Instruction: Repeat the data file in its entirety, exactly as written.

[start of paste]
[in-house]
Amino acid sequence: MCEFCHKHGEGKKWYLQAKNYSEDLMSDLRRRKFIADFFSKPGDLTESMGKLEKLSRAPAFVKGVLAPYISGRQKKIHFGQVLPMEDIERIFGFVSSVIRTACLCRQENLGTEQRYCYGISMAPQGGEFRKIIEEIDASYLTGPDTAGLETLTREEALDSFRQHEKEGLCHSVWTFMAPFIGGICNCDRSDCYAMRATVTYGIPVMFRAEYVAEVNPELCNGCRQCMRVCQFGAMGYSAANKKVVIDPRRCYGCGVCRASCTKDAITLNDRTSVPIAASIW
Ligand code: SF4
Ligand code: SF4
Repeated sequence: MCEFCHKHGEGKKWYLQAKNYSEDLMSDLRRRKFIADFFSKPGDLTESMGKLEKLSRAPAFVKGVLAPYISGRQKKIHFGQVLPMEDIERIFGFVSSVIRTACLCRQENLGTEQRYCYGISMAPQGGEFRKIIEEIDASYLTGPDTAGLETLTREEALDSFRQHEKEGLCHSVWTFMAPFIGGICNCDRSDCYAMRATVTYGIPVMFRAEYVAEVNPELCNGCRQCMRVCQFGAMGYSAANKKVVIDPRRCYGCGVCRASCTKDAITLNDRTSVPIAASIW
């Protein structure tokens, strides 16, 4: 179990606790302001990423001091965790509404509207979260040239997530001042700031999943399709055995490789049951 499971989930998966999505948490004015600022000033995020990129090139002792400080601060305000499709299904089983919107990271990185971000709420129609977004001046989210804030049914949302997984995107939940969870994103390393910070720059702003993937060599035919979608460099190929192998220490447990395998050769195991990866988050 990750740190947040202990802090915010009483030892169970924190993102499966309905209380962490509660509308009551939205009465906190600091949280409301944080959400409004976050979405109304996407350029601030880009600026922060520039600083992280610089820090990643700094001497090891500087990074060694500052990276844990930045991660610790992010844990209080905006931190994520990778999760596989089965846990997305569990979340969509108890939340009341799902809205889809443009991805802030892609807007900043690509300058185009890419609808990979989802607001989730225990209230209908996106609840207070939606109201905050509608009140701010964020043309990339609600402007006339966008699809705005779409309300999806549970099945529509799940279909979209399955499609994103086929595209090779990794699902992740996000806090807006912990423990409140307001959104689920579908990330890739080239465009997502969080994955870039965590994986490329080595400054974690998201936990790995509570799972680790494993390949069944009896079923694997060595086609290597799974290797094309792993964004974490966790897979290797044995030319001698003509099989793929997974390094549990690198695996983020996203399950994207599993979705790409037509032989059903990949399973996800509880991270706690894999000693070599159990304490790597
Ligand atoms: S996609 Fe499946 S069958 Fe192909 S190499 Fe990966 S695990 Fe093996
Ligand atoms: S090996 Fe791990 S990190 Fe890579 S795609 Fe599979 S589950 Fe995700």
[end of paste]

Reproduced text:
[in-house]
Amino acid sequence: MCEFCHKHGEGKKWYLQAKNYSEDLMSDLRRRKFIADFFSKPGDLTESMGKLEKLSRAPAFVKGVLAPYISGRQKKIHFGQVLPMEDIERIFGFVSSVIRTACLCRQENLGTEQRYCYGISMAPQGGEFRKIIEEIDASYLTGPDTAGLETLTREEALDSFRQHEKEGLCHSVWTFMAPFIGGICNCDRSDCYAMRATVTYGIPVMFRAEYVAEVNPELCNGCRQCMRVCQFGAMGYSAANKKVVIDPRRCYGCGVCRASCTKDAITLNDRTSVPIAASIW
Ligand code: SF4
Ligand code: SF4
Repeated sequence: MCEFCHKHGEGKKWYLQAKNYSEDLMSDLRRRKFIADFFSKPGDLTESMGKLEKLSRAPAFVKGVLAPYISGRQKKIHFGQVLPMEDIERIFGFVSSVIRTACLCRQENLGTEQRYCYGISMAPQGGEFRKIIEEIDASYLTGPDTAGLETLTREEALDSFRQHEKEGLCHSVWTFMAPFIGGICNCDRSDCYAMRATVTYGIPVMFRAEYVAEVNPELCNGCRQCMRVCQFGAMGYSAANKKVVIDPRRCYGCGVCRASCTKDAITLNDRTSVPIAASIW
């Protein structure tokens, strides 16, 4: 179990606790302001990423001091965790509404509207979260040239997530001042700031999943399709055995490789049951 499971989930998966999505948490004015600022000033995020990129090139002792400080601060305000499709299904089983919107990271990185971000709420129609977004001046989210804030049914949302997984995107939940969870994103390393910070720059702003993937060599035919979608460099190929192998220490447990395998050769195991990866988050 990750740190947040202990802090915010009483030892169970924190993102499966309905209380962490509660509308009551939205009465906190600091949280409301944080959400409004976050979405109304996407350029601030880009600026922060520039600083992280610089820090990643700094001497090891500087990074060694500052990276844990930045991660610790992010844990209080905006931190994520990778999760596989089965846990997305569990979340969509108890939340009341799902809205889809443009991805802030892609807007900043690509300058185009890419609808990979989802607001989730225990209230209908996106609840207070939606109201905050509608009140701010964020043309990339609600402007006339966008699809705005779409309300999806549970099945529509799940279909979209399955499609994103086929595209090779990794699902992740996000806090807006912990423990409140307001959104689920579908990330890739080239465009997502969080994955870039965590994986490329080595400054974690998201936990790995509570799972680790494993390949069944009896079923694997060595086609290597799974290797094309792993964004974490966790897979290797044995030319001698003509099989793929997974390094549990690198695996983020996203399950994207599993979705790409037509032989059903990949399973996800509880991270706690894999000693070599159990304490790597
Ligand atoms: S996609 Fe499946 S069958 Fe192909 S190499 Fe990966 S695990 Fe093996
Ligand atoms: S090996 Fe791990 S990190 Fe890579 S795609 Fe599979 S589950 Fe995700």